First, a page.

News Briefs, part 1
Packwood Seeks Further Delay In Release of DiariesThe Baltimore Sun
Sen. Robert Packwood, R-Ore., carried to a higher court yesterday his running fight with Senate ethics investigators over the privacy of his personal diaries, asking for more time to let the constitutional dispute unfold.
In a request for a speedy ruling by the U.S. Circuit Court of Appeals here, Packwood also sought a delay in any release of his diaries to the Senate Ethics Committee for use in its investigation of misconduct charges.
U.S. District Judge Thomas P. Jackson has ruled that Packwood has no constitutional right to withhold the diaries from the committee. Still, the judge has given the senator until Feb. 22 to pursue an appeal.
The senator claims that the committee's demand for his taped diaries and the written transcripts of them is unconstitutionally broad, allowing the investigators to "rummage" through his private life. The diaries, the lawyer said, deal not only with his work as a senator, but also "his innermost thoughts on a wide variety of private, personal matters."
In addition, the senator fears that the committee inquiry will force him, through the diaries, to give evidence against himself that could be used in a Justice Department criminal investigation.
Doctor Helps Canadian Woman Commit SuicideThe Washington Post
A 43-year-old Canadian woman who turned her debilitating illness into a national crusade for the right to die, apparently has had the last word about the way her life would end.
Sue Rodriguez, who in 1991 was found to have the degenerative nerve condition known as Lou Gehrig's disease, died Saturday at her home in Victoria, British Columbia, according to police and Svend Robinson, a close friend and member of Parliament who has championed laws permitting physician-assisted suicide.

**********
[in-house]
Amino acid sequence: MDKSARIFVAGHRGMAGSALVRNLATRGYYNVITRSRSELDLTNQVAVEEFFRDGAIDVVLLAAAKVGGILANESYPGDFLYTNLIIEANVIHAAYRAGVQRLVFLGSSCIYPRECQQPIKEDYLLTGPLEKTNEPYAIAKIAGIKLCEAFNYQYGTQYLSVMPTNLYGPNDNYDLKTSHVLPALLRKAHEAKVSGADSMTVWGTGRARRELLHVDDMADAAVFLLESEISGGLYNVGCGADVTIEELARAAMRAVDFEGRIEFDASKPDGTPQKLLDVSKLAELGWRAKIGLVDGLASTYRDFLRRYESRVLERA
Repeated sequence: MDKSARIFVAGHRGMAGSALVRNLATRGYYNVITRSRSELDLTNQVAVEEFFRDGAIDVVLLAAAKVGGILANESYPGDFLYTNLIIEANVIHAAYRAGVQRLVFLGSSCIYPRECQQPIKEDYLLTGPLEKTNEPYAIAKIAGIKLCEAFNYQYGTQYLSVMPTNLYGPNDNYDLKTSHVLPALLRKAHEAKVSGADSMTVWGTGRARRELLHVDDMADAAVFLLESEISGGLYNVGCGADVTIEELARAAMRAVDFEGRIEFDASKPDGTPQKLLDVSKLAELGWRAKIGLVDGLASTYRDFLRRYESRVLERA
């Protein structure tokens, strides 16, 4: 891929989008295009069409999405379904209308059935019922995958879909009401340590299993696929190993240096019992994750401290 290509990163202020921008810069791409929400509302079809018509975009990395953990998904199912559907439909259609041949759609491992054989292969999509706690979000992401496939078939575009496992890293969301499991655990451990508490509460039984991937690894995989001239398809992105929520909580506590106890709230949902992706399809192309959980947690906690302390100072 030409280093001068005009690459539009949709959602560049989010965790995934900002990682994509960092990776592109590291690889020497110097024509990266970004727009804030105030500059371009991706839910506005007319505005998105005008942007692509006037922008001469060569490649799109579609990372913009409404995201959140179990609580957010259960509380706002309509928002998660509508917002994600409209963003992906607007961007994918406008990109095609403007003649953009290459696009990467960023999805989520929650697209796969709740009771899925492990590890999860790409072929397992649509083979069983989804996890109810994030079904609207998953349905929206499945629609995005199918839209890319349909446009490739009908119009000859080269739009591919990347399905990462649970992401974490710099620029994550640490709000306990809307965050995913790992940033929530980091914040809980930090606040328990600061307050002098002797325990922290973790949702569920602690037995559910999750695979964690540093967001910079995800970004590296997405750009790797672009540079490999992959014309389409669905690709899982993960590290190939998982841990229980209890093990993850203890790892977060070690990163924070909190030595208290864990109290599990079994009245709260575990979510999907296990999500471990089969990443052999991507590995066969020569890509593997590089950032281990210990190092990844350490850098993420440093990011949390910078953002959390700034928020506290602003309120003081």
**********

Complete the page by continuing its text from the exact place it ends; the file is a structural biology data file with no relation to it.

Svend said yesterday that he was with Rodriguez when a doctor he declined to identify arrived and carried out her wishes. Royal Canadian Mounted Police have announced an investigation into her death -- and Robinson's role in it -- and said an autopsy would be performed to determine if she died by lethal injection.
Choking back tears as he recounted the events of Saturday afternoon, Robinson told reporters that Rodriguez made her final plans a month ago. He said she had shared a last meal Friday evening with her husband and 9-year-old son, who were absent during Rodriguez's final hours the next day. "She was serene and calm throughout," Robinson said.
The death of Rodriguez is likely to stoke the national debate fueled by her long campaign to end her life. Canadian anti-euthanasia laws mirror those being tested in Michigan by Jack Kevorkian, known as the "suicide doctor," and other right-to-die activists.
Senator Kennedy's GOP Rivals Caught in Sniping MatchSpecial to The Washington Post
The Republicans vying for the right to take on Sen. Edward M. Kennedy, D-Mass., in the fall seem determined to decimate each other by spring.
The sniping started earlier this month with a campaign kickoff by Mitt Romney, a Boston business consultant and son of former Michigan Gov. George Romney. Even before Romney declared, an aide to another Republican candidate, radio personality Janet Jeghelian, raised questions about his religious affiliation.
Romney is a Mormon, a rarity in Massachusetts, and -- like all Mormon men -- holds a lay adult position in the church. The Jeghelian aide said Romney would be at a disadvantage against Kennedy because he would have to spend time explaining his religion and squaring his campaign positions with his church's views on issues such as abortion.
The tactic backfired, and the aide, Gene Hartigan, was reined in by Jeghelian. Analysts said they found it bizarre for a candidate to raise doubts about another contender's religion -- especially against Kennedy, whose brother, John, fought anti-Catholic bigotry in the 1960 presidential primaries.